She killed her boyfriend with stiletto high heel

Officials say a Houston woman accused of stabbing her boyfriend to death with a stiletto high heel told police she was trying to protect herself. Houston police say 44-year-old Ana Lilia Trujillo told investigators the man was attacking her and she acted in self-defense. Trujillo was charged with murder in the Sunday stabbing death. In a statement Monday, the University of Houston identified the 59-year-old man killed at a luxury high-rise condominium as Alf Stefan Andersson, a research professor in the university’s biology and biochemistry department. Police say officers answering an assault report found Andersson’s body on the floor with multiple stab wounds to the head. Trujillo remained jailed Monday on $100,000 bail and had no attorney yet.

The richest electronic DJs in the world 2013

Below is a complete list of the richest electronic dance music DJs in the world as of May 26, 2013. To calculate the net worths, we took into account all music sales, merchandise, touring revenue, licensing, endorsements, real estate, royalties and more. We obtained that information from all publicly available sources, promoters, managers, club owners and, in some cases, the artists themselves. Finally, we took out taxes and various other fees to cover management, agents and legal expenses.

Here is the list:

#1: Tiesto – $75 million
#2: Guy-Manuel de Homem-Christo (Daft Punk) – $60 million
#3: Thomas Bangalter  (Daft Punk) - $60 million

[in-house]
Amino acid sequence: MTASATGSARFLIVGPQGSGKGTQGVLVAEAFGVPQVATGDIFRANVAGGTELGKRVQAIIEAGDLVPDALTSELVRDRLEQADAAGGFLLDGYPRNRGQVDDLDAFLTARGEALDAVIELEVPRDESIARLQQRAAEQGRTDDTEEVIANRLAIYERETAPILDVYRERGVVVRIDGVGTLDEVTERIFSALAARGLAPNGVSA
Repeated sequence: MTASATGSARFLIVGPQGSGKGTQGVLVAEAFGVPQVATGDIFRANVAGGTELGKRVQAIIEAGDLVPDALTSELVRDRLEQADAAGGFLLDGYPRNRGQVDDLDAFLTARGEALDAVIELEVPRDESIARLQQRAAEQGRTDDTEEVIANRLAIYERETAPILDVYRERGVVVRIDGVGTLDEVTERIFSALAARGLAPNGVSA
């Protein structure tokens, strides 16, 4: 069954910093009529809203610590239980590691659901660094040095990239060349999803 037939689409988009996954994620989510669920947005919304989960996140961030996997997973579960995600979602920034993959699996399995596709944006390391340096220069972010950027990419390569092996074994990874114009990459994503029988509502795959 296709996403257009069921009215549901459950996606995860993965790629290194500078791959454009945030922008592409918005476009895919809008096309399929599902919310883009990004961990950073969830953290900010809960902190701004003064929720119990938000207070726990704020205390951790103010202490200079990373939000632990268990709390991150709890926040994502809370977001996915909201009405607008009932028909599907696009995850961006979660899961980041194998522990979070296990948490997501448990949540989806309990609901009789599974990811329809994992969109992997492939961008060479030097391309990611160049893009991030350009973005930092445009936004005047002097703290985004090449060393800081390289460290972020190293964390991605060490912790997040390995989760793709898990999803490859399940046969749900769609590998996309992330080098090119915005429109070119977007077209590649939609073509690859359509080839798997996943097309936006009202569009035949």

#4: Paul Oakenfold – $58 million
#5: Paul van Dyk – $52 million
#6: John Digweed – $45 million
#7: Armin Van Buuren – $40 million
#8: Judge Jules – $42 million
#9: Sasha – $40 million
#10: Pete Tong – $32 million
#11: Moby – $30 million
#12: David Guetta – $30 million
#13: Steve Aoki – $28 million
#14: Fatboy Slim – $23 million
#15: The Chemical Brothers – $20 million
#16: Ferry Corsten – $19 million
#17: Deadmau5 – $18 million
#18: Carl Cox – $16 million
#19: Skrillex – $16 million
#20: Benny Benassi – $15 million
#21: DJ Pauly D – $15 million (Sad but true)
#22: Sven Vath – $14 million
#23: Jeffrey Sutorius (Dash Berlin) – $13.5 million
#24: Calvin Harris – $13 million
#25: Avicii – $12 million
#26: Afrojack – $11 million
#27: Kaskade – $10 million
#28: Sebastian Ingrosso (Swedish House Mafia) – $10 million
#29: Steve Angello (Swedish House Mafia) – $10 million
#30: Axwell (Swedish House Mafia) – $10 million
#31: Hardwell – $9.5 million
#32: Darude – $9 million
#33: ATB aka Andre Tanneberger – $8.5 million